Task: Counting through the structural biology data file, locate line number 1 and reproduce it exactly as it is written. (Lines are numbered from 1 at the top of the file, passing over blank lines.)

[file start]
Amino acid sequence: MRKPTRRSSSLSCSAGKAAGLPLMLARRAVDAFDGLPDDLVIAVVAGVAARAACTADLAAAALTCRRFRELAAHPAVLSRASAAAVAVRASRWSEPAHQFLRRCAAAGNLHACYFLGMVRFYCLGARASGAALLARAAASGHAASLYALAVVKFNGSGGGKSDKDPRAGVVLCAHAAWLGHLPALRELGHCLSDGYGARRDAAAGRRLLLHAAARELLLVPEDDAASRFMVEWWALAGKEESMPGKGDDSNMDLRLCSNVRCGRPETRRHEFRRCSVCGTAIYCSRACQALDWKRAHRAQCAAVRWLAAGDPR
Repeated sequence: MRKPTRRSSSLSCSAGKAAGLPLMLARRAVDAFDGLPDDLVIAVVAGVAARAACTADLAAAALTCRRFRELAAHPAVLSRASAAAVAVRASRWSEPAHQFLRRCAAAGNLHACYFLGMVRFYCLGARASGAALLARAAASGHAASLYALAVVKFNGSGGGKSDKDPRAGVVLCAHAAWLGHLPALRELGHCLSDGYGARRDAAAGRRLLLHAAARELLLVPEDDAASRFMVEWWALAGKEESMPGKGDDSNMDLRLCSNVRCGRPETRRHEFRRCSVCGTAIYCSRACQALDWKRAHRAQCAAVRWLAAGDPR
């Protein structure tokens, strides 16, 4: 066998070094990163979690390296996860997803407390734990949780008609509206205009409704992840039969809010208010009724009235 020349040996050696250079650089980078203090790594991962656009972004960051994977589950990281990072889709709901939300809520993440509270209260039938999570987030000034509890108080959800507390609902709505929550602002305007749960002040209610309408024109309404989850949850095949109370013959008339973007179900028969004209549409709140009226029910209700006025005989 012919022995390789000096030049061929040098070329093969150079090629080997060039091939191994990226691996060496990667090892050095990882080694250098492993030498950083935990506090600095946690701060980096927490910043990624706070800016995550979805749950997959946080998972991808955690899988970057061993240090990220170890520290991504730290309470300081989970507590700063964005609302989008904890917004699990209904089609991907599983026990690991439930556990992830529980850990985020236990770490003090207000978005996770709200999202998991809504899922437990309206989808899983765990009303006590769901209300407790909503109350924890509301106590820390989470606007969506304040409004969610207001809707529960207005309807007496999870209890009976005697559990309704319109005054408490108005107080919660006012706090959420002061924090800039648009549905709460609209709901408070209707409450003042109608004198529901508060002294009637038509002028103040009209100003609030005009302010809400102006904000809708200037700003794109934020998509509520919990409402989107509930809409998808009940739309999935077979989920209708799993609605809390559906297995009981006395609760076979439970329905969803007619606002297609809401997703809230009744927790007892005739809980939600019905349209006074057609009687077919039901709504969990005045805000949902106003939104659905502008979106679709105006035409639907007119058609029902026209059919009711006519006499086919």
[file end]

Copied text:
Amino acid sequence: MRKPTRRSSSLSCSAGKAAGLPLMLARRAVDAFDGLPDDLVIAVVAGVAARAACTADLAAAALTCRRFRELAAHPAVLSRASAAAVAVRASRWSEPAHQFLRRCAAAGNLHACYFLGMVRFYCLGARASGAALLARAAASGHAASLYALAVVKFNGSGGGKSDKDPRAGVVLCAHAAWLGHLPALRELGHCLSDGYGARRDAAAGRRLLLHAAARELLLVPEDDAASRFMVEWWALAGKEESMPGKGDDSNMDLRLCSNVRCGRPETRRHEFRRCSVCGTAIYCSRACQALDWKRAHRAQCAAVRWLAAGDPR